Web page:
MedScapes is funded by the European Neighbourhood and Partnership Instrument (ENPI) for initiatives between EU and other Mediterranean countries. It started in January 2014 and will end in December 2015.
By developing landscape maps as a tool, we will provide support to decision-makers responsible for land use and regional planning in the four participating countries, while raising awareness about the character of local landscapes and the natural environments they support.
MedScapes brings together eight partners from four countries for this two-year project: Cyprus, Greece, Jordan and Lebanon. Each country is represented by one NGO and one University and is led by the Laona Foundation for the Conservation and Regeneration of the Cypriot Countryside. The partners are:
– Laona Foundation (Cyprus)
– Open University of Cyprus
– Royal Society for the Conservation of Nature (Jordan)
– German Jordanian University
– Society for the Protection of Nature in Lebanon
– American University of Beirut (Lebanon)
– Mediterranean Institute of Nature and Anthropos (Greece)
– University of the Aegean (Greece)
Landscapes results from the way different components of our environment – both natural and cultural – interact together and are perceived and understood by people.
(European Landscape Convention – Florence, 2000)
MedScapes is a new project that will assess and map the unique landscape of the eastern Mediterranean. We are developing a multifunctional tool that can be used by authorities, organizations and educational institutions for better regional planning as well as design at a local level.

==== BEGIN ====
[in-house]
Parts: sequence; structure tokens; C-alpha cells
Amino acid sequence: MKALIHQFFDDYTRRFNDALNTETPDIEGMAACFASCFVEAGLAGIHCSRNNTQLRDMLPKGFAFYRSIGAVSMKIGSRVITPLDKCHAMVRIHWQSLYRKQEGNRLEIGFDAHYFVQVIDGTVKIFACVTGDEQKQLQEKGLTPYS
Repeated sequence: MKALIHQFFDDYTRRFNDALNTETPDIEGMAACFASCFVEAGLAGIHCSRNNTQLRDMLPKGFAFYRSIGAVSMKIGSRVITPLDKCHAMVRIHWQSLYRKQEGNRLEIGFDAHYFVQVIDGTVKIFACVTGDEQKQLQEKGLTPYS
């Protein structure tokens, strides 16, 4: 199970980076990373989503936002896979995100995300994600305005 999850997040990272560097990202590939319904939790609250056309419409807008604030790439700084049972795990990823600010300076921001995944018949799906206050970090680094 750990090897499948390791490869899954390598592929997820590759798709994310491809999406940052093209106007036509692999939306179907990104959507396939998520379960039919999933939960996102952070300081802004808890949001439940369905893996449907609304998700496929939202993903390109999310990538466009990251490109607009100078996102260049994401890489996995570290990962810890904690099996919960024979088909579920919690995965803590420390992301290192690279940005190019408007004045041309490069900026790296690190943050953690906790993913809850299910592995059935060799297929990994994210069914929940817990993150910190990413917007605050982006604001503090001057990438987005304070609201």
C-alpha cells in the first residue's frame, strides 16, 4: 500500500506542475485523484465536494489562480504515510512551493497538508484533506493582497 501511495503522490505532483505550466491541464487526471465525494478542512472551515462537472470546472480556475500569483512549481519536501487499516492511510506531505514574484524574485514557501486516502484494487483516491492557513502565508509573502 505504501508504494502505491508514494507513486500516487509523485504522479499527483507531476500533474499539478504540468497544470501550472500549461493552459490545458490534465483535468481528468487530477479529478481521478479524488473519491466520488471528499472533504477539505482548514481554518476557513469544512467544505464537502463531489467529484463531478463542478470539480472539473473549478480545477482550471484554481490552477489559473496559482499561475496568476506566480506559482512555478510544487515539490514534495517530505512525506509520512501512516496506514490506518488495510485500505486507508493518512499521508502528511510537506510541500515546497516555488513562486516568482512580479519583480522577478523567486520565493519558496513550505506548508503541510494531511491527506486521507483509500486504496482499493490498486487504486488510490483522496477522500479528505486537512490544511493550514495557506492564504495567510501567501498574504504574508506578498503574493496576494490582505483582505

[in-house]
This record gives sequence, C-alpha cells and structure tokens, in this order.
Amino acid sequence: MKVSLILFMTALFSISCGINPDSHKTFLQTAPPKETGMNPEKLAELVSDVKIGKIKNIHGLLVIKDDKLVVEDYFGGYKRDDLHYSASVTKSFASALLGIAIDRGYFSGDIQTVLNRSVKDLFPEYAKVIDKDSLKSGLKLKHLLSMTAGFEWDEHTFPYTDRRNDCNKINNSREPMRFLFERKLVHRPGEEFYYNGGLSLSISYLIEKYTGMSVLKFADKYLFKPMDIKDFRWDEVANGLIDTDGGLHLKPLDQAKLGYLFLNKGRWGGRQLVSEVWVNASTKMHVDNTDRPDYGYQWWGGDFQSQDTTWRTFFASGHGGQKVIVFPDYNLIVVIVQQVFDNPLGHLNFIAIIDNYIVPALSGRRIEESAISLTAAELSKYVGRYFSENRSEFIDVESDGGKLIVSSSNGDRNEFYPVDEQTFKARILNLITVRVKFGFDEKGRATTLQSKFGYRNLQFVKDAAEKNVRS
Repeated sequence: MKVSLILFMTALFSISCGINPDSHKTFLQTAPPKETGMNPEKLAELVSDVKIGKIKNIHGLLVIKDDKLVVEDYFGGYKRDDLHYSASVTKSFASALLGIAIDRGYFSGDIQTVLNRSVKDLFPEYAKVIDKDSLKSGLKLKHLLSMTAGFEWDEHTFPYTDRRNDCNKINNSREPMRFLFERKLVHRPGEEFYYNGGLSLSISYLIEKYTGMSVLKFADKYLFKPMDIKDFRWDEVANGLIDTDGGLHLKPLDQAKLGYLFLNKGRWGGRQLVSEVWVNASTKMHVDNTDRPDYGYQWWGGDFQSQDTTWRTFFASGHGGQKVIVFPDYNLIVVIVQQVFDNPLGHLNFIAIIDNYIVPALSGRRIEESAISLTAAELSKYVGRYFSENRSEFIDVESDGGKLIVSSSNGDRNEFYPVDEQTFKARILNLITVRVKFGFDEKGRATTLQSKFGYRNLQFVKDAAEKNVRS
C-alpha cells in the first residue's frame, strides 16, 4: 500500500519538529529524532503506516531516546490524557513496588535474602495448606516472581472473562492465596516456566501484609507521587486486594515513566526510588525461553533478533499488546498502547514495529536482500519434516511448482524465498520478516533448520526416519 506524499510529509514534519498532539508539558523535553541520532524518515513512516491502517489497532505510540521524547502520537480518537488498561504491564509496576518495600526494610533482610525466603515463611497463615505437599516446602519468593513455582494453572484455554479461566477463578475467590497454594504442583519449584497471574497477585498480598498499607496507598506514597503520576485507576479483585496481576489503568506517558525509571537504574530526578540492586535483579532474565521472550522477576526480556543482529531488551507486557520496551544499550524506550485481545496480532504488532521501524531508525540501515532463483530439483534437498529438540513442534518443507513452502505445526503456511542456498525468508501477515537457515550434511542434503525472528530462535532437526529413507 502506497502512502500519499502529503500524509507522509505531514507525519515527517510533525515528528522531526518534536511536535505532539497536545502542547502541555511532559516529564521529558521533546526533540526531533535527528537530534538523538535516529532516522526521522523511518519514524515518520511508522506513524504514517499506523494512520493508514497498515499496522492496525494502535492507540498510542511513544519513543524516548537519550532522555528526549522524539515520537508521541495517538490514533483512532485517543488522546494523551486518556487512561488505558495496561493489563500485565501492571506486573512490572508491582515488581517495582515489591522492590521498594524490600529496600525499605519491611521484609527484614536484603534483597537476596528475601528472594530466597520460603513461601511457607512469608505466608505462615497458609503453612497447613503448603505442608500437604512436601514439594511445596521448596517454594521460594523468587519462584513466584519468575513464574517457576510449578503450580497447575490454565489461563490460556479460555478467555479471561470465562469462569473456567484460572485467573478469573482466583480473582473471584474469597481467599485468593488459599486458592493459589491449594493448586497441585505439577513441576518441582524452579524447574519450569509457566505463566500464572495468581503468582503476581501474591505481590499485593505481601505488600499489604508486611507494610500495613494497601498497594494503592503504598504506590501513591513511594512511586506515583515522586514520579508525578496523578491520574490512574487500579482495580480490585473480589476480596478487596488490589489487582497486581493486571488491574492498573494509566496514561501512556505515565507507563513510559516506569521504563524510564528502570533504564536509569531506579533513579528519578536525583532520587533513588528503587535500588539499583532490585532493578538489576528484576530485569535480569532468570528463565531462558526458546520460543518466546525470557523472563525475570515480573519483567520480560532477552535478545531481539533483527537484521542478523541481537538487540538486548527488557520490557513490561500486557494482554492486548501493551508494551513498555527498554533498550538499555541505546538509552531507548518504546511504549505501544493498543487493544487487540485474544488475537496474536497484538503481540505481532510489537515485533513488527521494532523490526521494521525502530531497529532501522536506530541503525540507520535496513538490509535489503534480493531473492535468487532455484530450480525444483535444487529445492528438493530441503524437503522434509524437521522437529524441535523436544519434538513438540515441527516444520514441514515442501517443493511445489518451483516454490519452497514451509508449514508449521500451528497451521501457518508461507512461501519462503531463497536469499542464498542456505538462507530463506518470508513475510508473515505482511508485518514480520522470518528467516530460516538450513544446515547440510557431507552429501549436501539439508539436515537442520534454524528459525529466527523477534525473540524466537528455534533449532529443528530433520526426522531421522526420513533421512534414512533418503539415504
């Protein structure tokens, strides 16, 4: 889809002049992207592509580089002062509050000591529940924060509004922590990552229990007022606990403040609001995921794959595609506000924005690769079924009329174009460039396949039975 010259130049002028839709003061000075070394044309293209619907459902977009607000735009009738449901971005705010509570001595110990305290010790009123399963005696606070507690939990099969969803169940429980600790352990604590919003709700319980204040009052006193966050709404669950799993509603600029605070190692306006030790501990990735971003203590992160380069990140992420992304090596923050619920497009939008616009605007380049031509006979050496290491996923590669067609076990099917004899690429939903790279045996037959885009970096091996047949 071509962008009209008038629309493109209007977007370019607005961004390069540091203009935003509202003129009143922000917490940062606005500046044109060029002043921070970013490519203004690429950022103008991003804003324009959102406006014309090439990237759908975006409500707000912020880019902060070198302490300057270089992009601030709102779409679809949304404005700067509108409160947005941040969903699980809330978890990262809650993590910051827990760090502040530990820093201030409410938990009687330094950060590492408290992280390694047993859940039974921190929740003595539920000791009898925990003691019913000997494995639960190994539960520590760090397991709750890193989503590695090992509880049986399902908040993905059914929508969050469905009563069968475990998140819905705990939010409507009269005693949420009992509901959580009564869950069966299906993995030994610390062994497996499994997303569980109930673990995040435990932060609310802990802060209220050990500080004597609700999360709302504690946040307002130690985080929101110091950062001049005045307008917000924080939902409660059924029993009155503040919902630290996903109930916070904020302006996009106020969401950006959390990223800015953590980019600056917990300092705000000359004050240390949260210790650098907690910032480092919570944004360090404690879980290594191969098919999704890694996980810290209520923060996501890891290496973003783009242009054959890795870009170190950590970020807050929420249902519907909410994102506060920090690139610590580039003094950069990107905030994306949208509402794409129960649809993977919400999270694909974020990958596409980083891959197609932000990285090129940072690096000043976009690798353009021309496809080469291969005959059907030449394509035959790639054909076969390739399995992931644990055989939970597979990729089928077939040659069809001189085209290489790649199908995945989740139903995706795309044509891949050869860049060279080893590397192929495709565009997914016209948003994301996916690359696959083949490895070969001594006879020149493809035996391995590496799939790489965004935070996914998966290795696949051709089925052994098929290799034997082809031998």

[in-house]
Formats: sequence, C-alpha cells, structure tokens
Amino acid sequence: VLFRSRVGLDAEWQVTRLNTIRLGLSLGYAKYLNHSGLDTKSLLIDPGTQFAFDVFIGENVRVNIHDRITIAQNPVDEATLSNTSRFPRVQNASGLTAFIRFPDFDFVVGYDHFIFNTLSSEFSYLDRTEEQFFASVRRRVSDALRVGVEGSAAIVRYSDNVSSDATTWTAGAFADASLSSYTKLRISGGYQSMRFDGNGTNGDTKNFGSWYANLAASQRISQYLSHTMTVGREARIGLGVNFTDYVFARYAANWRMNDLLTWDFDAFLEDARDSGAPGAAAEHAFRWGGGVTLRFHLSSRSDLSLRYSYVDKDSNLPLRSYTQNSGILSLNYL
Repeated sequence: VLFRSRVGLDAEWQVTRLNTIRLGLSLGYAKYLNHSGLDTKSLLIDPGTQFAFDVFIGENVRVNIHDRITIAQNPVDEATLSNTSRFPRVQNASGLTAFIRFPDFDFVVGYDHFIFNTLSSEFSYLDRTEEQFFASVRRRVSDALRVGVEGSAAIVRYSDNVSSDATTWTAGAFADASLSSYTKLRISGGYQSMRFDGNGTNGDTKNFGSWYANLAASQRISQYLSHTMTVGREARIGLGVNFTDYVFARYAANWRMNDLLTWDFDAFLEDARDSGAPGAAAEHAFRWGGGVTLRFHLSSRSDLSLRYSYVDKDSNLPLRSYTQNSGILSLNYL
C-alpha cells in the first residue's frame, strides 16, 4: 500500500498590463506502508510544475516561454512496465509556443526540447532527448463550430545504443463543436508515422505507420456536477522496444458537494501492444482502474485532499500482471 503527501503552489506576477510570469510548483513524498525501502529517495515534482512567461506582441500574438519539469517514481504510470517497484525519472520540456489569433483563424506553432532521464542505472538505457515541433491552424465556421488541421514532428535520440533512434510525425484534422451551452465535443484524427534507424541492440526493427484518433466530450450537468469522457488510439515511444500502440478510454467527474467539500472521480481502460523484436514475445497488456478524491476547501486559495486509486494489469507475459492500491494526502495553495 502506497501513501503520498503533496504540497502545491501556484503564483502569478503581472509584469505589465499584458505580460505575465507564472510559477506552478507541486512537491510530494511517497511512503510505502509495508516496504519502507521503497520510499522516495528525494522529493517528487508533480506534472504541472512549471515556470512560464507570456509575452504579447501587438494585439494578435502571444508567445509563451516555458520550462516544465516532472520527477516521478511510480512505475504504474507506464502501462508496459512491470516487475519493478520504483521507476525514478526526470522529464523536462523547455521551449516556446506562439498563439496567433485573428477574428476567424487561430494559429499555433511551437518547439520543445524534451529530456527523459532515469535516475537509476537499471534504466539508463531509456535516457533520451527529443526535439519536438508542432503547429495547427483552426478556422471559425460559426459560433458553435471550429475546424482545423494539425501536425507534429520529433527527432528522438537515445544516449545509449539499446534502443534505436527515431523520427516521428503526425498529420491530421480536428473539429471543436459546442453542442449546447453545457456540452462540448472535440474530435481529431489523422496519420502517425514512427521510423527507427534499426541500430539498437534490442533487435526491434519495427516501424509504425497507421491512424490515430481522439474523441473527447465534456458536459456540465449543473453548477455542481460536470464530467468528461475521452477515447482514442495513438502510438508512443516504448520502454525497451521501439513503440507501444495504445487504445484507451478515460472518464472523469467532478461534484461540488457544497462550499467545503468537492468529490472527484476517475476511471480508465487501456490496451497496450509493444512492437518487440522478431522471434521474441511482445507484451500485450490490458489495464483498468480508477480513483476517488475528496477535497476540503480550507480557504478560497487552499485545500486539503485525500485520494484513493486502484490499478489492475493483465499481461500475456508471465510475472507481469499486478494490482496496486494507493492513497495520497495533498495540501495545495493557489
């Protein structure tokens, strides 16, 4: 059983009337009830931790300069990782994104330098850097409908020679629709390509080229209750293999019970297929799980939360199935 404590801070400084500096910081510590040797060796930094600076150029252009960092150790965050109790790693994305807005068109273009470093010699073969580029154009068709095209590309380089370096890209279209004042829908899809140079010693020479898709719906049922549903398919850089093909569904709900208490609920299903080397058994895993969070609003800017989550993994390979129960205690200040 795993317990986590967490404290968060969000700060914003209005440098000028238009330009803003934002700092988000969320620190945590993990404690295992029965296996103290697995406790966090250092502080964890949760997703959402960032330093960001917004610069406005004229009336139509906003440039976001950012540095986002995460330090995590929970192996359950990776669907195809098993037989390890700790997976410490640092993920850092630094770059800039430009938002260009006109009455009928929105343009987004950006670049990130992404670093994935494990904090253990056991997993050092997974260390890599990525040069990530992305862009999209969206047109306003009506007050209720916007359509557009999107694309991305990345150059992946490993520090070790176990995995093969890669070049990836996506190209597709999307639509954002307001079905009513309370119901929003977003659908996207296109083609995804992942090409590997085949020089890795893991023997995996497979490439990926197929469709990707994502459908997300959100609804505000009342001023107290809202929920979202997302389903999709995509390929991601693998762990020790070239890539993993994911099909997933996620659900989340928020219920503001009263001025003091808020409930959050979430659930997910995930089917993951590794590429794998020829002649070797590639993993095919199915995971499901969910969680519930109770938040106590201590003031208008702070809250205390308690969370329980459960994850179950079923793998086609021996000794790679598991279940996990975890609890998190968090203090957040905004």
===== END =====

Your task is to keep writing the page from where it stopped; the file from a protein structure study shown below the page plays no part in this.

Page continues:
Given that the eastern Mediterranean has special characteristics shared by the countries of the region, we aim to produce a common methodology for mapping and assessing landscapes which can be used by decision makers and taught in universities. Our mapping will include the cultural, environmental, geological and other spatial elements of the landscape. In this way, we will provide a more holistic understanding of the dynamics at play in different areas of a country or region, so as to better appreciate and manage the ever-evolving nature of landscapes. This knowledge will allow new methods to be developed to identify, assess and preserve essential core aspects of landscape character. Moreover, various elements of the project, such as the publication of the ‘Best Practice Methodology’, the elaboration of a ‘Community Participative Process’ and a ‘Risk Assessment Tool’, the establishment of a ‘Landscape Observatory’ and the producing of educational materials, will help develop and enrich the concept of landscape and its role in the eastern Mediterranean.
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